One of my favorite words is "lagniappe" (pronounced "LAN-yap"). It's a Louisiana French term to describe an unexpected bonus or gift. An extra beignet on top of your order at Cafe du Monde or an extra couple chicken tenders from Popeye's, for example.
Cruel as they usually are, the golf gods will give us the occasional lagniappe, too, in the form of the odd stretch of mild weather in the cold months of the year that prompts a handful of local courses to open up, turning latent cabin fever into some incremental revenue. Bonus winter golf is a two-way lagniappe: both the golfers and the courses win.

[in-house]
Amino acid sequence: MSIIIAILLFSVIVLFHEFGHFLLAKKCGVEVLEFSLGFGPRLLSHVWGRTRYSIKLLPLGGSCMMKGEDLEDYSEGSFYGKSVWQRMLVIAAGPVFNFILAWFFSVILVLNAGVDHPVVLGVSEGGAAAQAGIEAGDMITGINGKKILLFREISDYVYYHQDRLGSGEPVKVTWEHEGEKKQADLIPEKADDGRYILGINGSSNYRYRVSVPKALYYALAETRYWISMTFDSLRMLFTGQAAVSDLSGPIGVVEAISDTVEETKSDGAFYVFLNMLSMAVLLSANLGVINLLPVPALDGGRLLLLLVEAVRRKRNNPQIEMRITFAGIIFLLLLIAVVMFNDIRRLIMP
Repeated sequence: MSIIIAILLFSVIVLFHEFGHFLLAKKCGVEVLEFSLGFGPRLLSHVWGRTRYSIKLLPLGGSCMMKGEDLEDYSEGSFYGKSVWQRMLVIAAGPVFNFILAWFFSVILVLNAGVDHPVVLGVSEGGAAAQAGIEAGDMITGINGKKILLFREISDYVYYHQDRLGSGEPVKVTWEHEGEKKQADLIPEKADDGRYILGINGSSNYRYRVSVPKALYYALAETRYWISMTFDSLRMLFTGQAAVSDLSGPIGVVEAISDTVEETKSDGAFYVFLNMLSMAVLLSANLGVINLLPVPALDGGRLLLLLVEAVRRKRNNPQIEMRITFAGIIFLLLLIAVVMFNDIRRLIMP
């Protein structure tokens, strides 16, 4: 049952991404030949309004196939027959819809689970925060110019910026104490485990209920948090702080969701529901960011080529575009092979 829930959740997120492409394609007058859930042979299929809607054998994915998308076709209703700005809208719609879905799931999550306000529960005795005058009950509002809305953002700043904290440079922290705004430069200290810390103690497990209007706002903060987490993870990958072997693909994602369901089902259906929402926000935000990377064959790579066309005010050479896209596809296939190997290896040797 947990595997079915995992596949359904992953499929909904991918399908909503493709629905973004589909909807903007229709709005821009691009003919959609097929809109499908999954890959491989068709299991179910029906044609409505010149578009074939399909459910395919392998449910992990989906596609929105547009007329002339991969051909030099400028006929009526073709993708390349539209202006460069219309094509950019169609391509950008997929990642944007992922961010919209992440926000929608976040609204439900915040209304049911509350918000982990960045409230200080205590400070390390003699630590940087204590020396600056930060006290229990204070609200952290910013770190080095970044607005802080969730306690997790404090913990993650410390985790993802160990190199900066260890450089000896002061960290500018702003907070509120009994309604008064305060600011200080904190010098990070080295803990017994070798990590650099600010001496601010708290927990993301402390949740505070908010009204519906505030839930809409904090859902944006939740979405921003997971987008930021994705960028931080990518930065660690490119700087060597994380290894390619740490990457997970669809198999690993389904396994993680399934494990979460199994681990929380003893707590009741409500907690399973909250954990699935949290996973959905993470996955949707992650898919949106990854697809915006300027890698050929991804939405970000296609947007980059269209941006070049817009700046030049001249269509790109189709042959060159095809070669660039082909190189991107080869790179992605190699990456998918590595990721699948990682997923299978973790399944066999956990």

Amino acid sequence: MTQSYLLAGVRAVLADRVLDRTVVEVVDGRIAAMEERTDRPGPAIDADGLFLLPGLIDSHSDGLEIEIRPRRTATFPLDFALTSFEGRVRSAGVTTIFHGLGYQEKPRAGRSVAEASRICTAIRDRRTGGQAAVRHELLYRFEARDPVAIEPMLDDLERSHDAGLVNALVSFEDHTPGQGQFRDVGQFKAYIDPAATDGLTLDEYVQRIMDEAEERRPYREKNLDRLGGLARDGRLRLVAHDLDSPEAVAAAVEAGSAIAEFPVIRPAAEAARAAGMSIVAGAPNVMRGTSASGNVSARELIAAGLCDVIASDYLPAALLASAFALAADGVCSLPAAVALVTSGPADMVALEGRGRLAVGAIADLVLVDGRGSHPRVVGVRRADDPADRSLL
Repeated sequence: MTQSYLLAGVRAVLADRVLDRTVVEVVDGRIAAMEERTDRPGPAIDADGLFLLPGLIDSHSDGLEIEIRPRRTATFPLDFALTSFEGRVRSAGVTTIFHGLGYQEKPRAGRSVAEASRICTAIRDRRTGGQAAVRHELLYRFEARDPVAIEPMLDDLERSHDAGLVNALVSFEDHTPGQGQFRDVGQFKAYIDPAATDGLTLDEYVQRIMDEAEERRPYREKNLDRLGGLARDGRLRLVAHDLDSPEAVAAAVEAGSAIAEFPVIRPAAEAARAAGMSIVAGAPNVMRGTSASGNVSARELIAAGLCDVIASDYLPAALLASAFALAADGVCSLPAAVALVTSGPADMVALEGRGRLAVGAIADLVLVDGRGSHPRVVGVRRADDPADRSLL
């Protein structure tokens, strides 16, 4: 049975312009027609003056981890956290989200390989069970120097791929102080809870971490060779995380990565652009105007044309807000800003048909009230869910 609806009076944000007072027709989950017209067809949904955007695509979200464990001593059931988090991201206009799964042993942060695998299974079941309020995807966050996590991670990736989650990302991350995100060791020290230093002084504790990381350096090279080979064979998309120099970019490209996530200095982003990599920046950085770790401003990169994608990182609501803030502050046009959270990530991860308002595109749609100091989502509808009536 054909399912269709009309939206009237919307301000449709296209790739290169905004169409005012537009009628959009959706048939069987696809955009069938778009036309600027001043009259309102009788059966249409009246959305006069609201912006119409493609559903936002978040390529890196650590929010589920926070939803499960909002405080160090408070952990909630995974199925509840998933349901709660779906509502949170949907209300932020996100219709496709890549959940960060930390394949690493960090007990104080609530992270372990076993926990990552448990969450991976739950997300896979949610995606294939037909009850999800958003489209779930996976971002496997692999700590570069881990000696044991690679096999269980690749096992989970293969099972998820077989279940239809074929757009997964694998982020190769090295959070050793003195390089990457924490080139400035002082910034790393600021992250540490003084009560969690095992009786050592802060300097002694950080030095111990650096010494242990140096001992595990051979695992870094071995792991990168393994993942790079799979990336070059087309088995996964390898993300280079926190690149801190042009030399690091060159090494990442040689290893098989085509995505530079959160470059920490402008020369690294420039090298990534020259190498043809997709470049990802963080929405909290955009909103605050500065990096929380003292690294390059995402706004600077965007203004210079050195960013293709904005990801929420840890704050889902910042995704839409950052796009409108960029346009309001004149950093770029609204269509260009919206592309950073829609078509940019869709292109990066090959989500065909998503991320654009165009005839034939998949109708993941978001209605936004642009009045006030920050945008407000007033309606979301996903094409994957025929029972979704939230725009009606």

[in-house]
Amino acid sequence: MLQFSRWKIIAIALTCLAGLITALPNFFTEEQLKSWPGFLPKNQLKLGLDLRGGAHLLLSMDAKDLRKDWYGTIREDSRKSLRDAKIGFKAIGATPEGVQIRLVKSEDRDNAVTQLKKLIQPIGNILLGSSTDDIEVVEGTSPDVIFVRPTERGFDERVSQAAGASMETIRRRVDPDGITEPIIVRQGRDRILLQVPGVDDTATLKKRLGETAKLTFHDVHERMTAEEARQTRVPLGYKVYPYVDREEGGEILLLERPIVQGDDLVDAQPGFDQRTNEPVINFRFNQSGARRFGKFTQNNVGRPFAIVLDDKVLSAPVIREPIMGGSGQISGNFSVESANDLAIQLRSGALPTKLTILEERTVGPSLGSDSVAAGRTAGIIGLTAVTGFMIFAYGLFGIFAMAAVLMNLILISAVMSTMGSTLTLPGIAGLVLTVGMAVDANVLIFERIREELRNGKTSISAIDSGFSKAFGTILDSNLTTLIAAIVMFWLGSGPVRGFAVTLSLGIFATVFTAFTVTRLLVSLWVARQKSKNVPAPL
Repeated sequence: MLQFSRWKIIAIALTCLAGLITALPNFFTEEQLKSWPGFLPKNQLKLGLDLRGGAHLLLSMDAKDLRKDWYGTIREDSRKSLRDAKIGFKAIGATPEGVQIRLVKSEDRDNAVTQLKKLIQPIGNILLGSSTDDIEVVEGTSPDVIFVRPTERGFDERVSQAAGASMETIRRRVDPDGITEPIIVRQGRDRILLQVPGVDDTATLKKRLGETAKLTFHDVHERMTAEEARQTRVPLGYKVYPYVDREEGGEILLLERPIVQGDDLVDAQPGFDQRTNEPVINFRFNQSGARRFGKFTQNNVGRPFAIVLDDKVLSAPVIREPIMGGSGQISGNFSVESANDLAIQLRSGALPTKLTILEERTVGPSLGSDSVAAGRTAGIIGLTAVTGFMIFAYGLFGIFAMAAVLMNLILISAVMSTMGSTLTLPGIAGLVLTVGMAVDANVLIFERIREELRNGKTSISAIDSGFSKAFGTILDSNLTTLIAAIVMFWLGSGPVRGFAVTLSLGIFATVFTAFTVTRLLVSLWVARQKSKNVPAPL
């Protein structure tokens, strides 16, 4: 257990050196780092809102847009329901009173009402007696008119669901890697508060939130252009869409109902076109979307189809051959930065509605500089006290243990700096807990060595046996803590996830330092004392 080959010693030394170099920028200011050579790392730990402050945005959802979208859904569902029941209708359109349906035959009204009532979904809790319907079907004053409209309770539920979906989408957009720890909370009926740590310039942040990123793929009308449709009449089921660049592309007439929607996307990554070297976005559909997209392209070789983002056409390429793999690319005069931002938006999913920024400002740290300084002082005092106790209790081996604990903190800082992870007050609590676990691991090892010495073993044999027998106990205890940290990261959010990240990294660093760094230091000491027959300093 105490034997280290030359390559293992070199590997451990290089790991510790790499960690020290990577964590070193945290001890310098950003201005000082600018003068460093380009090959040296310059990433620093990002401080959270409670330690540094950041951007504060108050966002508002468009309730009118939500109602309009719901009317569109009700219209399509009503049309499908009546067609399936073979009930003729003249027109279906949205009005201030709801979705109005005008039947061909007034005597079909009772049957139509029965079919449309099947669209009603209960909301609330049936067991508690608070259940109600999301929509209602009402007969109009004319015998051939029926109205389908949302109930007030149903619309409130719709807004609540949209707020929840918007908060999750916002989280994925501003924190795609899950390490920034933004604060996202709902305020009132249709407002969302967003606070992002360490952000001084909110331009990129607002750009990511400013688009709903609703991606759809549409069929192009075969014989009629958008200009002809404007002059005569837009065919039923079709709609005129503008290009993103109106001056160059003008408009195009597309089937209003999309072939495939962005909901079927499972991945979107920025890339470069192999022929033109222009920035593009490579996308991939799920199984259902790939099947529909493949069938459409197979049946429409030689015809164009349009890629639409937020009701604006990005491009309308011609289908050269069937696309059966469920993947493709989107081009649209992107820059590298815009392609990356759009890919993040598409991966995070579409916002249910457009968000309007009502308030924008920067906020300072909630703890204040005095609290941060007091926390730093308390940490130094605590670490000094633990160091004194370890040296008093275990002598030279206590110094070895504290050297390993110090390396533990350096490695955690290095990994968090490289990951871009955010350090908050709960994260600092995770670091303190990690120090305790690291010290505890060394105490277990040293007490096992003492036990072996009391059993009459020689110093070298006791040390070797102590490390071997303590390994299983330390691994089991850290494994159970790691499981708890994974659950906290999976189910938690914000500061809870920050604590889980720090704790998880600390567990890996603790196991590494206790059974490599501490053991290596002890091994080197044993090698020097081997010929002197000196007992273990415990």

Growing up in Connecticut, I would cherish the handful of golfable days in the normally foreboding months of December, January and February. On several occasions when we were kids, my friend Adam's grandparents would drive us down to the Connecticut coast to play off of temporary tee boxes and onto frosty, nevertheless open greens at the likes of Shennecossett Golf Course in Groton or Fenwick Golf Club in Old Saybrook. While up north for the holidays, Adam sent me a photo from the second hole during a round on a brilliant late-December afternoon at Fenwick, a charming pre-1900 nine-holer with some stunning views of Long Island Sound. Primarily known as a low-key summer spot for the likes of Katharine Hepburn and others, it has also been a winter relief for golfers eager to seize the day and scratch a long-nagging itch.